You Can Attract More Butterflies to Your Yard by Planting These Flowers
Plants attract all sorts of insects, namely bees—but some draw butterflies, which is optimal for a flourishing garden. When a butterfly swarms a garden, it only has a few things in mind—food, shelter, sun, rest, or a host plant, says Todd MacLean, gardener and owner of Todd MacLean Outdoors in Palm Beach, Florida. "A host plant ensures that the butterfly and its caterpillar have ample amount of food to survive and thrive," he says. "To find these plants, butterflies rely on their acute sense of smell, using receptors in their antennae, feet, and tongues that detect the right host plant in a garden." In other words, when a butterfly smells the plant they love, they fly to it—it's that simple!
So, what plants should you have in your garden if you want it to be a haven for butterflies? Here's what the experts recommend.
Perhaps you've heard of the Marigold Butterfly—a type of butterfly that loves to hang around (you guessed it!) marigold flowers. "Marigolds are best when planted in masses to attract butterflies like the Marigold Butterfly," says MacLean. If you want them to live their longest, he recommends deadheading the blooms to promote new growth and blooms.
This beautiful green-and-white shrub attracts butterflies by the dozen in midsummer when it is in full bloom, according to Janet Mavec, owner of Birdhaven Farm in New Jersey. "It is one of the best summer-flowering shrubs for shade."
Also known as the coneflower, this pinkish-purple bloom makes a beautiful addition to any garden. Both butterflies and bees love its sweet nectar and color, notes MacLean. "Be sure to leave some spent blooms on the plants in fall because their seeds provide winter food for finches and other birds," he adds.
Butterflies love the color and sweet nectar smell of this perennial flowering plant. "Lantana does best in well-draining, slightly acidic soil and can tolerate full sun," MacLean says. "It can be grown in borders, mixed beds, and containers."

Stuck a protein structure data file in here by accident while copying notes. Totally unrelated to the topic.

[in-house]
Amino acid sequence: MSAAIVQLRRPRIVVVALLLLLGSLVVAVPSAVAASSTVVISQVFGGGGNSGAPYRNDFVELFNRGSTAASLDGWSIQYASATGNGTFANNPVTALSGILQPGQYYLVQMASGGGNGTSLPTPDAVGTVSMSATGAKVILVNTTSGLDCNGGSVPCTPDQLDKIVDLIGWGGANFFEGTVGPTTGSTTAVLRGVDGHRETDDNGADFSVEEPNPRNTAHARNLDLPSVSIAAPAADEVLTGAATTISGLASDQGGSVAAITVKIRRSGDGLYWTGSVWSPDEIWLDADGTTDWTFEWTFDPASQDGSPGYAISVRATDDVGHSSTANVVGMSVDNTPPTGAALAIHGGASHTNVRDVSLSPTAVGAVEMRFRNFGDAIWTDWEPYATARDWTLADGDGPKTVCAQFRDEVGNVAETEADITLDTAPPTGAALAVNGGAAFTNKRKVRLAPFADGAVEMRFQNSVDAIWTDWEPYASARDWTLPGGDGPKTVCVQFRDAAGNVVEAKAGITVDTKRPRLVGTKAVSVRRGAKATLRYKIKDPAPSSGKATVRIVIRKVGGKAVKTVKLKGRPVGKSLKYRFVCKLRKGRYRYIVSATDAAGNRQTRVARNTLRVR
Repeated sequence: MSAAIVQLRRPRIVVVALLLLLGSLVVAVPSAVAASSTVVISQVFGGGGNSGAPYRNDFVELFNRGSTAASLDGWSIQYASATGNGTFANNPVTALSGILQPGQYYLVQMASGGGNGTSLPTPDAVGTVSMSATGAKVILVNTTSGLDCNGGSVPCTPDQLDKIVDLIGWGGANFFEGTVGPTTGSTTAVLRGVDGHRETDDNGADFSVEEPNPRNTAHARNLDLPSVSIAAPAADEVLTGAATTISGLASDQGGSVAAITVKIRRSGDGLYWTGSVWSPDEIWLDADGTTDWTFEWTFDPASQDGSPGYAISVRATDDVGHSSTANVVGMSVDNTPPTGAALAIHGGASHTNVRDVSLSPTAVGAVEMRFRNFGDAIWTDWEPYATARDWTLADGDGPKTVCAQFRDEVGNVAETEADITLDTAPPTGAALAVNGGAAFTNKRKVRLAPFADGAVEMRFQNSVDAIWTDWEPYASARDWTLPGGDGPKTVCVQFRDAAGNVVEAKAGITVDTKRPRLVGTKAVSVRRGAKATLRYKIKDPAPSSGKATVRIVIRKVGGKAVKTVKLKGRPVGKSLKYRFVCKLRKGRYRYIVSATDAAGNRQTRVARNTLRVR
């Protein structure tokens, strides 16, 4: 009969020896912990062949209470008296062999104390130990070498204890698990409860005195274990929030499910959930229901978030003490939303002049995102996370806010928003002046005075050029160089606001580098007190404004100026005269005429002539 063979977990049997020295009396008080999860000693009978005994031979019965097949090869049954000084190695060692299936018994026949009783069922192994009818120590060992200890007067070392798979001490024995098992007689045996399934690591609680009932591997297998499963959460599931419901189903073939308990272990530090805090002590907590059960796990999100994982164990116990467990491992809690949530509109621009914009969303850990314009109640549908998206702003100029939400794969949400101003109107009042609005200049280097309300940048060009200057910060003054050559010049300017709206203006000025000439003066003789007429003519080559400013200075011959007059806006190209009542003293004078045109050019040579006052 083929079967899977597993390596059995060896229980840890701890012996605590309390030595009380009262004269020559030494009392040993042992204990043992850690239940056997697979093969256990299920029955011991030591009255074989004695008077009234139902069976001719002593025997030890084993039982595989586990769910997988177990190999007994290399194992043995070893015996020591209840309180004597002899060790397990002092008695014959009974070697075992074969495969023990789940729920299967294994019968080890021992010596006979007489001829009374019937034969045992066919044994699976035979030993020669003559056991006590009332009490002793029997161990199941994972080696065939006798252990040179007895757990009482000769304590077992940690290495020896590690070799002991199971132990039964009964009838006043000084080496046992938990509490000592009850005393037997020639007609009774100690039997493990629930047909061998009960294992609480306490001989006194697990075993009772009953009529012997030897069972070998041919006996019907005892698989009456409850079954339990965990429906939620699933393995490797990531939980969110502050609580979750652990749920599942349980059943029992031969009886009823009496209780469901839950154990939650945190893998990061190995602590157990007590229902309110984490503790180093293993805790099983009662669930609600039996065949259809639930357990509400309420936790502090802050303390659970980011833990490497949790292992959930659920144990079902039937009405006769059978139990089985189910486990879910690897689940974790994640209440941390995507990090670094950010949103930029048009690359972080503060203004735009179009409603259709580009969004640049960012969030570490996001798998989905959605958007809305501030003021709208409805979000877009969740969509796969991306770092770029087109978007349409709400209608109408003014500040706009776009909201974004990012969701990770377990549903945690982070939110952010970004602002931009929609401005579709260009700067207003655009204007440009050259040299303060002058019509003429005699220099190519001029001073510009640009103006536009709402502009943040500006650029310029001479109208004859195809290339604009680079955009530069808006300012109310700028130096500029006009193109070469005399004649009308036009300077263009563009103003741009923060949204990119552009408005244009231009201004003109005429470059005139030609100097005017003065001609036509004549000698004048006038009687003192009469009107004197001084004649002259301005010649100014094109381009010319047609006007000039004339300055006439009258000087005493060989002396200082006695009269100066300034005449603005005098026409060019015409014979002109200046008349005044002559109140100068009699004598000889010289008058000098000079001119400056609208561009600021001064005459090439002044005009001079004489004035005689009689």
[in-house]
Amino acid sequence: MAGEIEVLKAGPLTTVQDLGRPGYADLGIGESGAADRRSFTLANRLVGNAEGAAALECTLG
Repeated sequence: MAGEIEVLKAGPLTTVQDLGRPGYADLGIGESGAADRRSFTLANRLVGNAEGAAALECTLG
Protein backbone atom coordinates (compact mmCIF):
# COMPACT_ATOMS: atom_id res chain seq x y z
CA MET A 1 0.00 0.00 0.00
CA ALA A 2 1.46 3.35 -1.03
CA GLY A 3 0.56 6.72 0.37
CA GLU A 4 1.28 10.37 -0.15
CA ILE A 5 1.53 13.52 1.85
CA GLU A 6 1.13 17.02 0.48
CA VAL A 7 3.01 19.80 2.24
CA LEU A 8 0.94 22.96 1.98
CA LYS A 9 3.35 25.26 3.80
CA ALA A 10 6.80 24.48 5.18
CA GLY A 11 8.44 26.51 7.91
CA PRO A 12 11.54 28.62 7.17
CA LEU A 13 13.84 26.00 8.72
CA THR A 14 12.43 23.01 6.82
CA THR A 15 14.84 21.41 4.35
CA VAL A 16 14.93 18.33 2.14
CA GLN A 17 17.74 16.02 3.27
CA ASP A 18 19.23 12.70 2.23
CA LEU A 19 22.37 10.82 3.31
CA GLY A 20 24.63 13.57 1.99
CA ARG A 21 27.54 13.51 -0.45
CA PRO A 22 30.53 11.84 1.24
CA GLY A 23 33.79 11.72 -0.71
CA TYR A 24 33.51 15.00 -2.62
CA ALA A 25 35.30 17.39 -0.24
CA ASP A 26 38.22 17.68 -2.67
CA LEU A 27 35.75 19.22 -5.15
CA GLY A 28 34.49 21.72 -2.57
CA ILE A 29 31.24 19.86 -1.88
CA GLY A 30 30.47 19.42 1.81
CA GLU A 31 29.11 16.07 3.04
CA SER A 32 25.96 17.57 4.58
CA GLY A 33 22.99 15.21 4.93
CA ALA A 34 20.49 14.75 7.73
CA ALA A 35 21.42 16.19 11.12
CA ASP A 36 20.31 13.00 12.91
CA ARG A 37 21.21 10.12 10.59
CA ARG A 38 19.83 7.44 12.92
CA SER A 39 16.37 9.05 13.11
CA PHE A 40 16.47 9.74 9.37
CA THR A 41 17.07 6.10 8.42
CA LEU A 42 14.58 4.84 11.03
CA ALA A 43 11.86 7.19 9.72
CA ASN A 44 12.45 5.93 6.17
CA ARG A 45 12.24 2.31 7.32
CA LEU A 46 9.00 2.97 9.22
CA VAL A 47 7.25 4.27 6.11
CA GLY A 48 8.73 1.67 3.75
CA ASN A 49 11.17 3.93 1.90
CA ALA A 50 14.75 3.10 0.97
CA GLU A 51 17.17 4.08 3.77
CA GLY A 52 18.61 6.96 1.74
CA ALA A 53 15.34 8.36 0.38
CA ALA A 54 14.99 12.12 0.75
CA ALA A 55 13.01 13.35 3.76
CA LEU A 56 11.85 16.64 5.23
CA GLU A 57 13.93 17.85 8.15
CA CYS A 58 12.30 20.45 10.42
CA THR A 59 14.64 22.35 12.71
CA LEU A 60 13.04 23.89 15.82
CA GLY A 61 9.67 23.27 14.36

This multi-colored flower, which is most often seen in shades of cream, red, and purple, attracts butterflies thanks to their bright color and alluring smell. However, Mavec warns that butterflies do not like double zinnias; this variety makes it too hard for them to get the nectar—it becomes too much work. "It is best not to crowd zinnias as they develop powdery mildew," she adds.
Butterflies flock to this North American flowering plant—specifically to their dark center, which contains about 200-300 small tubular shape flowers. For these critters, this acts as a shallow cup of nectar, says MacLean. "They prefer full sun, well drained and fertile soil and are best used as a backdrop to any pollinator garden, as they can get up to three feet tall."
Salvia is a member of the sage family (the herb you've probably consumed in a myriad of culinary dishes). As a plant, salvia has many small brightly colored flowers that bloom in the summer and fall, says MacLean: "Both butterflies and hummingbirds adore the nectar of these small flowers."